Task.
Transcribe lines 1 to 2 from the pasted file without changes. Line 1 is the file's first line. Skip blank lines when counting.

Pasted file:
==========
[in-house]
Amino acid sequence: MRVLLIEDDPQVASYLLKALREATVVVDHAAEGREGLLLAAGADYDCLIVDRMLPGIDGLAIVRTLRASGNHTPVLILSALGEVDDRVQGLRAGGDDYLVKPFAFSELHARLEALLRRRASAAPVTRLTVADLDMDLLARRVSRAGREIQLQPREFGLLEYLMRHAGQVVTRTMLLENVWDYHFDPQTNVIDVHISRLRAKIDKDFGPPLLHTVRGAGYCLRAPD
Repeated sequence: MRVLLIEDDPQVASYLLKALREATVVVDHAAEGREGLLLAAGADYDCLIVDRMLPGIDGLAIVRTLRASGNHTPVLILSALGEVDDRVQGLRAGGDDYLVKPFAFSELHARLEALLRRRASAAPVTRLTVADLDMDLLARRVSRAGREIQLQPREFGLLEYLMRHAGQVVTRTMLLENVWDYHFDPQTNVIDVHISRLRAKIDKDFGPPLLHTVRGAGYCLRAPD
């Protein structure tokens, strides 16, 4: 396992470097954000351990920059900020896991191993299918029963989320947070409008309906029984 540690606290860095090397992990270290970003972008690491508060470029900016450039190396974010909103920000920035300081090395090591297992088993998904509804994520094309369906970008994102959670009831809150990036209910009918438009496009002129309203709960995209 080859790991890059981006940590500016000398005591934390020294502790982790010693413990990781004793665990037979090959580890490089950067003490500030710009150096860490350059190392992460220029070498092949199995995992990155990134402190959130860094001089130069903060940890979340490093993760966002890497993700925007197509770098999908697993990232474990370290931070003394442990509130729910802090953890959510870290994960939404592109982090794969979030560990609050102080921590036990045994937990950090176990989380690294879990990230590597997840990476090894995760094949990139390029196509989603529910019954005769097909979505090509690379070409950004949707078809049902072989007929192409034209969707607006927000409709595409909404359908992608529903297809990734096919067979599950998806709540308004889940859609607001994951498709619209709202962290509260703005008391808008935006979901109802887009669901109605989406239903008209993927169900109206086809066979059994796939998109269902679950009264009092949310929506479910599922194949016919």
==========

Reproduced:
[in-house]
Amino acid sequence: MRVLLIEDDPQVASYLLKALREATVVVDHAAEGREGLLLAAGADYDCLIVDRMLPGIDGLAIVRTLRASGNHTPVLILSALGEVDDRVQGLRAGGDDYLVKPFAFSELHARLEALLRRRASAAPVTRLTVADLDMDLLARRVSRAGREIQLQPREFGLLEYLMRHAGQVVTRTMLLENVWDYHFDPQTNVIDVHISRLRAKIDKDFGPPLLHTVRGAGYCLRAPD